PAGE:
Inflammation in Cancer: Part of the Problem or Part of the Solution?View this Special Issue
Editorial | Open Access
Inflammation in Cancer: Part of the Problem or Part of the Solution?
With the advent of the new era of immune therapy, new aspects of inflammation as a process involved in therapy, in tumorigenesis, and in several other human pathologies have been highlighted . This special issue attempted to cover as many of these inflammation aspects in original papers and in extended reviews.
It is possible to trait two distinct sections discussing inflammation aspects; a series of papers focusing on oncology and a series of papers focusing on other inflammation-related pathologies. From the first series of papers, M. Tampa et al. review the inflammatory markers of oral squamous cell carcinoma highlighting the main markers of inflammation that could improve early diagnosis. In esophageal squamous cell carcinoma cells, M. Wang et al. show that in in vitro studies, PAR4 can have a tumor suppressor role and can be used as a future therapeutic target. In endometrial cancer, S. Gu et al. show that tumor-associated macrophages are predominantly type 2 (M2) that contribute to the progression of this type of cancer and that the anti-CD27 therapy could have an antitumoral effect. Similarly, tumor-associated macrophages are reviewed by H. Degroote et al. in another type of cancer, hepatocellular carcinoma. The preclinical evolution and hitherto clinical trials for TAM-targeted therapy in HCC have been highlighted.
A syndrome associated with cancer progression is cachexia, reviewed by E. Manole et al. The paper is describing several myokines produced and released by myocytes that can become potential biomarkers and future therapeutic targets.
As already mentioned, immune therapy would be probably one of the major breakthroughs in oncology. C. Vajaitu et al. review checkpoint inhibitor new treatments and the role of inflammation in these therapies presenting biomarkers that could predict efficacy and immune therapy resistance.
A. Calinescu et al. reviewed an inflammatory-related protein, carcinoembryonic antigen-related cell adhesion molecule 1, and its involvement in malignancies. The paper shows its importance as a prognostic factor in oncology and a future target specific cancer therapy.
The second section of the special issue consists of reviews and original papers evaluating inflammation in various nononcological diseases. A. Pedrinolla et al. evaluate proinflammatory markers of age-related obesity. M. Bucur et al. highlight in their original paper that there are clear profibrotic and antifibrotic factors expression differences in oral mucosa and skin scars.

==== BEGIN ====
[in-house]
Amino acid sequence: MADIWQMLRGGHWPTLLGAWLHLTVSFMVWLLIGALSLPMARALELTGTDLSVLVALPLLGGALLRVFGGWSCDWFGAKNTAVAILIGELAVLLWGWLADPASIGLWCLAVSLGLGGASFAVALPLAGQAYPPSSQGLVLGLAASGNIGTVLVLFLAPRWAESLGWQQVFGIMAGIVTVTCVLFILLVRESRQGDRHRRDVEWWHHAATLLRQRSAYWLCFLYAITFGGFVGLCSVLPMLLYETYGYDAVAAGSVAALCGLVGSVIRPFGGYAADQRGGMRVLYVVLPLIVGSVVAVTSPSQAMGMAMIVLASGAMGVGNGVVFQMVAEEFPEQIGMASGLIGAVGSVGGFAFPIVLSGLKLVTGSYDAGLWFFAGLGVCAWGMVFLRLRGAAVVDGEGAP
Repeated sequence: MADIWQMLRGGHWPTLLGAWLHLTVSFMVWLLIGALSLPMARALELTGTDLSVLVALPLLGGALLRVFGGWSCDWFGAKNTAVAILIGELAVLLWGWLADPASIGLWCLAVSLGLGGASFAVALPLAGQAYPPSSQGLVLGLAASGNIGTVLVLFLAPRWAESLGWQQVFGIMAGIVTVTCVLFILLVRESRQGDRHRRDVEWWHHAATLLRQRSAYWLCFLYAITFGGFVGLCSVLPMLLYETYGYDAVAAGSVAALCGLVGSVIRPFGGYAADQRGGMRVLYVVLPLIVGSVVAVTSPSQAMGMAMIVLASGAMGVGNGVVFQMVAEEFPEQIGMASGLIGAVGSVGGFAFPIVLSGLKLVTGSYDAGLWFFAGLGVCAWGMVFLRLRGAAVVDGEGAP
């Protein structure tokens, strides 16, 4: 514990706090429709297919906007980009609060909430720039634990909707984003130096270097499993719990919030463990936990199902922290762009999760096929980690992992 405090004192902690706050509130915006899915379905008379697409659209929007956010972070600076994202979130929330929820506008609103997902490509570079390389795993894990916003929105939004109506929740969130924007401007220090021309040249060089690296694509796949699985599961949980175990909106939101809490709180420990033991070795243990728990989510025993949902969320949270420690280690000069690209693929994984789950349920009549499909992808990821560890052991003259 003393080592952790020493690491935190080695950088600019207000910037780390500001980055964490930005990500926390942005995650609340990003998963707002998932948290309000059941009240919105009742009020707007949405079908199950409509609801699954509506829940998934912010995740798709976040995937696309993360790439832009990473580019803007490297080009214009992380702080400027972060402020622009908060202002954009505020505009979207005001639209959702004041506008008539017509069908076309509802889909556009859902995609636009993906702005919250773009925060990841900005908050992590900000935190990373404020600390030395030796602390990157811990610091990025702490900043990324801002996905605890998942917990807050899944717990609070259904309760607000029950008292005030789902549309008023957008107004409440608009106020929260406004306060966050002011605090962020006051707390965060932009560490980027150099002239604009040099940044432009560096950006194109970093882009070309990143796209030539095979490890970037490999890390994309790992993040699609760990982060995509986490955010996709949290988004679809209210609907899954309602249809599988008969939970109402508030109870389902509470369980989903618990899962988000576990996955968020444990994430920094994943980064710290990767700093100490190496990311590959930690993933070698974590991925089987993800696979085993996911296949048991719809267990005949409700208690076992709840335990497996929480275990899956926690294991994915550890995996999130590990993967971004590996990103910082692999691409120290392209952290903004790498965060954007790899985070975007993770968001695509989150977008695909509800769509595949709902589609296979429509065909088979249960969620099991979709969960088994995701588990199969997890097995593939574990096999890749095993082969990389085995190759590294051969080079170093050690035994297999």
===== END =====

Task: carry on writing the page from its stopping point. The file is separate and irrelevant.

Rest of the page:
M. Dobre et al. show that differences found in various transcript levels of inflammatory molecules could aid the differential diagnosis between ulcerative colitis and Crohn’s disease. Chronic kidney disease could benefit from current proteomic approaches, as S. Mihai et al. are describing the inflammasomes and gut microbiota dysbiosis involvement in this disease and moreover in the renal malignancy.
An in vivo animal model is shown by E. Codrici et al. where a caveolin-1-knockout mouse is thoroughly characterized and presented as a good inflammatory disease model. Another original paper by V.M. Anghelescu et al. shows the inflammatory pattern evaluation in animal models associated with various bone implants. Last, but not least, S.R. Georgescu et al. revise the traits of chronic inflammation in HPV infection that can lead to tumorigenesis.
We are very satisfied that our subject resulted in so many valuable papers, and we would like to thank all the authors who submitted their work for consideration to this special issue. Without their effort, this special issue would have not taken place. Editors would like to thank the reviewers who thoroughly revised the papers and provided important suggestions that significantly improved the papers.
Conflicts of Interest
The Guest Editorial team gathered for developing the mentioned special issue comprising Prof. Monica Neagu, Prof. Donato Zipeto, and Assoc. Prof. Iulia Dana Popescu provide a clear declaration that they do not have any conflict of interest or do not have any private agreements with companies.
Iulia D. Popescu
- M. Neagu, C. Constantin, C. Caruntu, C. Dumitru, M. Surcel, and S. Zurac, “Inflammation: a key process in skin tumorigenesis (review),” Oncology Letters, 2018.
Copyright © 2019 Monica Neagu et al. This is an open access article distributed under the Creative Commons Attribution License, which permits unrestricted use, distribution, and reproduction in any medium, provided the original work is properly cited.